During this time, I also found myself good friends with Becca and her family, who have unofficially adopted me.  This was strange at first because Becca is three years younger than I. In public school, any age difference between friends was unacceptable.  I no longer have any problems being friends with people of different age groups.  My adopted family is pretty great. They take me on all of the family vacations and are just cool in general.  By knowing them, doors have opened for me in unexpected ways.  They taught me that vacations more than two hours away are accessible.  Being from the working class, I never dreamed that I would go on a cruise.  I now have been on a cruise; I have seen the world, and it is wonderful.  Then they taught me that vacations can be a lot closer that that; vacations can be as close as a car ride alone.  It is with this mindset that I continue to live.

Here I am at Fairhaven for the fourth year.  It’s been a really great run.  I never took enough classes, regretfully, but it has still been very productive.  I feel I contributed a lot to school and now I’m ready to leave my stories behind and move on.  I was the first of this graduating class to have a driver’s license.  Last semester, I had two classes at PGCC and a weekend job.  I worked hard to find time for everything, thus proving I am an over-achiever.  I have not done very much at Fairhaven this year besides the theatre productions.  It’s not because I no longer care; it’s because I have started more classes at the local community college.  Even though they can be rough, I find them fun and exciting.  They are exactly what I need to start me on the path to where I’m going.  I have gotten an attendance exception so that I can attend Farihaven and college at the same time, without penalty.  I feel as a graduating student, I have done well to be at Fairhaven and at the same time learn effective prioritization. Being a graduating student, I have struggled hard to find a part time job as well as my college courses.  This means that I attend Fairhaven less frequently.  However, I feel I have taken steps to transition well because next year, I won’t be here at all.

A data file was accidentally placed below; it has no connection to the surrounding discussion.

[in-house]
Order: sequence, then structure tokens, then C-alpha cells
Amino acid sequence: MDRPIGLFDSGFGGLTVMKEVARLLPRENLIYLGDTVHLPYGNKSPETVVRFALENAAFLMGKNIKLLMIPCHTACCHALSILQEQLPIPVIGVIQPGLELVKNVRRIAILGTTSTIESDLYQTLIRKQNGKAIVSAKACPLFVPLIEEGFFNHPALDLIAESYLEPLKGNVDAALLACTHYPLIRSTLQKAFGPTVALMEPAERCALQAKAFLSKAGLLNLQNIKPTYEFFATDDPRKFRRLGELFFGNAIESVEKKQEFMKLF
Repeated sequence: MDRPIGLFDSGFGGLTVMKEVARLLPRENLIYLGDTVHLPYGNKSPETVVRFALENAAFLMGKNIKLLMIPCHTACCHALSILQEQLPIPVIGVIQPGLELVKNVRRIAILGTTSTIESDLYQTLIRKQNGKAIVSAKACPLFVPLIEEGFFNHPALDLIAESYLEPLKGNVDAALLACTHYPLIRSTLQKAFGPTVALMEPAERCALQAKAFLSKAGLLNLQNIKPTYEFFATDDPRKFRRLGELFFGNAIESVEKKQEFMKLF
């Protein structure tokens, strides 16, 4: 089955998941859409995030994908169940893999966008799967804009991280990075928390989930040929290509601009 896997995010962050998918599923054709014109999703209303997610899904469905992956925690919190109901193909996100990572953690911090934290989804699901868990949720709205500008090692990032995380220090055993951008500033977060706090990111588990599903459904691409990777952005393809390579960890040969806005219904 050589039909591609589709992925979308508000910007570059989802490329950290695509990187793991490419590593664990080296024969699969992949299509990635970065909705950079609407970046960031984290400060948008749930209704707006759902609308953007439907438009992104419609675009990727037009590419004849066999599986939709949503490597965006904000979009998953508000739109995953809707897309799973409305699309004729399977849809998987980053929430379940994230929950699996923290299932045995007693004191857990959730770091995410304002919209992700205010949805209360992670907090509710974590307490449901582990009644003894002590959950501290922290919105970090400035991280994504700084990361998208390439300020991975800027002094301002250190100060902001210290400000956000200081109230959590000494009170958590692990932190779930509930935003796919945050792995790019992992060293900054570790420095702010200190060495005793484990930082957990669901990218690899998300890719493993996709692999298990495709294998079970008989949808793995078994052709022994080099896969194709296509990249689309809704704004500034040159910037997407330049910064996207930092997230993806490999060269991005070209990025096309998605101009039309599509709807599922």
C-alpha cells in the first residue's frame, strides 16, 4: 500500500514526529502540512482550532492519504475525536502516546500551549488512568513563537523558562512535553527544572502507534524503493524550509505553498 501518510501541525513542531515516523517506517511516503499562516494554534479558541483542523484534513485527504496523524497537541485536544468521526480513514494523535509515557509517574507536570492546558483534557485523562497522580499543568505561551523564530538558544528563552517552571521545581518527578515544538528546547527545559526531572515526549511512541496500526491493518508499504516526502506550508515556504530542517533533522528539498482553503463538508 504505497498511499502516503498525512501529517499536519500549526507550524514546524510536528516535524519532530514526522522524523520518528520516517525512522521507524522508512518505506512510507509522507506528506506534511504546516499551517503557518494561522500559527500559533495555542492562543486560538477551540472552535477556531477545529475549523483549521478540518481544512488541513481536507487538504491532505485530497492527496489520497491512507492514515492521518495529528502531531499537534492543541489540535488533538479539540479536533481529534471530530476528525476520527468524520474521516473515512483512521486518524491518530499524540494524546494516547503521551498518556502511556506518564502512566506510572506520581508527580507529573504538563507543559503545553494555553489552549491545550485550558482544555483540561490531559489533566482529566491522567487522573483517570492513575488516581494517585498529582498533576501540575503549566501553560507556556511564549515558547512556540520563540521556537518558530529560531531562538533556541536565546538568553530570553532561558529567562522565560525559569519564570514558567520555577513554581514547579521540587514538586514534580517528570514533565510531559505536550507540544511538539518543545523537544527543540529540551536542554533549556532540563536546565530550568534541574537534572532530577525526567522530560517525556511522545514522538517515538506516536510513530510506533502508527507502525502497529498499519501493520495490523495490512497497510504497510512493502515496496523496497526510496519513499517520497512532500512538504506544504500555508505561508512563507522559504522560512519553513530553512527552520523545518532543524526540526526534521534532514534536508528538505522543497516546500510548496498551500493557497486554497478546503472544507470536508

Future

From the past and the present, is born the future, so it is here that I focus most of my attention.  The future is never set in stone.  I will often change my mind and the way I live, even to things completely different from what I envision now.  Alas, there is also a need for direction.  In my plans, I keep both of these things in mind.

I had thought about what to do with myself for a long time before I settled on Theatre.  Music and art are also passions of mine, but I feel they would become something I would despise if faced with having them as a career.  Theatre is the one thing that I see both as work and play at the same time; as if it is a meeting in the middle.  It’s hard for me to conceive that I would leave theatre for another career.  I love the environment and the people.  If I don’t succeed as a performer on the stage, I would be more than happy to work behind it.  I would love to create scenes for the characters.  I could paint sets, build stages and create worlds.

As I previously stated, I currently take classes at Prince George’s Community College.  I have taken Sociology and Drawing I.  I am currently taking Beginning French and Introduction to Theatre.  Because I am also in high school, my major is General Studies.  However, as soon as I leave Fairhaven, I plan to change to Theatre.  I will be focusing on Musical Theatre, so I may decide to minor in Music as well.  I plan on forging my way to Broadway someday.  I listen to musical soundtracks every day.  I try to get my hands on as many as I possibly can in order to strengthen my base knowledge.  It can be a very hard road to walk down, but I know I can do it. Even if I never achieve Broadway status, I will have lived according to my dreams.